This time around we find Joe Brody (Bryan Cranston – Get A Job, Cold Comes The Night) alarmed at the seismic activity going on around the Japanese nuclear power plant where he works. To his surprise nobody seems to take him seriously and the result is a catastrophe that results in the death of many other workers including his wife.

Flash-forward to fifteen years later and Joe’s son Ford (Aaron Taylor-Johnson – Kick-Ass 2, Anna Karenina) is now a bomb expert in the military. He is also married to emergency room nurse, Elle (Elizabeth Olsen – Oldboy, In Secret) and has a young son that his military service takes him away from far to often. It is therefore understandable that he is frustrated when on a rare time at home he receives a call from Japanese authorities informing him that Joe has been arrested entering into a quarantined zone.

After bailing his father out Ford learns that his father believes that the authorities are keeping something secret inside the ‘zone’ and he wants to get inside to find his old data and to see what is going on. Reluctantly Ford follows his father and soon learns that experts, including Vivienne Graham (Sally Hawkins – The Double, Blue Jasmine) and Dr. Ichiro Serizawa (Ken Watanabe – Unforgiven, Inception) have been keeping a very large secret that is about to unleash itself onto the world.

It is easy to see Edwards’ handy work all over Godzilla. His monster sequences are well worth the price of admission, especially the ‘monster fights’ and at times he isn’t afraid to pull the focus away from these battles to show what the humans such as Ford are doing at that time. However while these sequences do look impressive as a whole Godzilla is held back from becoming a great film because of several reasons.

One of the major flaws of Godzilla is the characterisation. While you hardly go into a ‘monster flick’ expecting an epic back story for each character it is disappointing to find that a lot of the characters here in Godzilla are dangerously one dimensional. For example Dr. Serizawa is one of the more interesting characters although very little is learnt about him, then there is the massive under use of Elle, which results in the crime of seeing an award winning actress like Elizabeth Olsen become little more than scenery as she simple watches monsters go by with her mouth open like a Laughing Clown. The lack of characterization causes a problem later on in the film when the audience begins to realise that they really don’t care whether some characters survive the slaughter or not.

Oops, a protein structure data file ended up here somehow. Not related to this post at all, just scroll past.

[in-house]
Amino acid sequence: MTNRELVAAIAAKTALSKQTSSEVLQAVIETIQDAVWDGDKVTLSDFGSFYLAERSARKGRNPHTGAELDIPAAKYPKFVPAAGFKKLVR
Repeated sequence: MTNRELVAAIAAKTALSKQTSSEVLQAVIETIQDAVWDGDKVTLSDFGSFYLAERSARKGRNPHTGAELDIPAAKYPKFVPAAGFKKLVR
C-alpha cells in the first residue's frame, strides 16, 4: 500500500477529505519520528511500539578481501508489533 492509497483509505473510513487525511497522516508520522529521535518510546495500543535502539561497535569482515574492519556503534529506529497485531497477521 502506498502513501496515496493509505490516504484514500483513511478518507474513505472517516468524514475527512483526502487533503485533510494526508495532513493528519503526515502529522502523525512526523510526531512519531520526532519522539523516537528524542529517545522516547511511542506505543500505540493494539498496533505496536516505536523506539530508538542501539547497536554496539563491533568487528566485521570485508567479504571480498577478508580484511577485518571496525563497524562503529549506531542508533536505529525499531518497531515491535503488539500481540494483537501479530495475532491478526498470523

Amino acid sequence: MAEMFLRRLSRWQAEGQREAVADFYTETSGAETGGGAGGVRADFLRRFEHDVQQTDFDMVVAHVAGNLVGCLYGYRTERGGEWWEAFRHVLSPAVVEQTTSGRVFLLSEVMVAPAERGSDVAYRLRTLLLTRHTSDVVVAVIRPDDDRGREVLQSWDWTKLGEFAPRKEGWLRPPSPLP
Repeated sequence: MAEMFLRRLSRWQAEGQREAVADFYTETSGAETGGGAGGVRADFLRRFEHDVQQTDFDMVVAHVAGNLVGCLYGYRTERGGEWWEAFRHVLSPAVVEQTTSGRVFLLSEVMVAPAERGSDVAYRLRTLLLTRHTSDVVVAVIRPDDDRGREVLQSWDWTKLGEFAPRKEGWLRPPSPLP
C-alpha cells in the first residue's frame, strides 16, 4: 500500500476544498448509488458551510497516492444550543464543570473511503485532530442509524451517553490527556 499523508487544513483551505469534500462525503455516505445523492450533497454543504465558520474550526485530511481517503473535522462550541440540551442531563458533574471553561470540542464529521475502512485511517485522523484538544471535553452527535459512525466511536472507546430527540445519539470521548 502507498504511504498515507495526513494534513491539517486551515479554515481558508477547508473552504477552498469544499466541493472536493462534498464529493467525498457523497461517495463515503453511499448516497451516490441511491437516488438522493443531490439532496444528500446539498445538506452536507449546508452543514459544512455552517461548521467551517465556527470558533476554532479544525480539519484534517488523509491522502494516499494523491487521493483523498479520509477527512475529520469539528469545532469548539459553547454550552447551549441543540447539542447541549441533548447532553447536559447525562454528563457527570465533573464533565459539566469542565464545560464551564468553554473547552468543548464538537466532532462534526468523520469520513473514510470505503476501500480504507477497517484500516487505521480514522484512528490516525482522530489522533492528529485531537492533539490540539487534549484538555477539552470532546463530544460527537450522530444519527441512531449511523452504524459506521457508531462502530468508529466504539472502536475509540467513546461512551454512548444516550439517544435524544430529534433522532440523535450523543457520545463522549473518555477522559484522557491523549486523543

Of course though one of the most important things for a film like Godzilla however is what do the monsters actually look? Well Godzilla himself looks fine, Edwards’ team has actually done a pretty good throw back to the Godzilla of old. The same however cannot be said for the other Kaiju monsters that appear in the film, call me an old-fogey but somehow they seem just a little bit too metallic and robotic like for me. Their look makes them look very fake while on the other hand Godzilla’s natural look makes it almost believable that such creatures do live somewhere out there under the sea.

The decent storyline however does allow some of the actors to show their worth though. Bryan Cranston is given some moments to show his dramatic range, a welcome relief after the teaser footage they showed us a couple of months ago made it look like he might have been going for a comedic portrayal of his character, while Aaron Taylor-Johnson pulls on a serious face and actually shows that he may have what it takes to become an action hero in the future. As previously mentioned though some of the cast – especially Elizabeth Olsen and Ken Watanabe – are completely wasted in their one dimensional roles.

Godzilla is certainly far from a bad film. The good storyline and decent action sequences make it a worthy watch and Gareth Edwards should be congratulated for that, but sadly some elements of the script will still leave some serious film lovers wanting more.

 

Stars(3)

 

Average Subculture Rating (out of 5): Stars(3)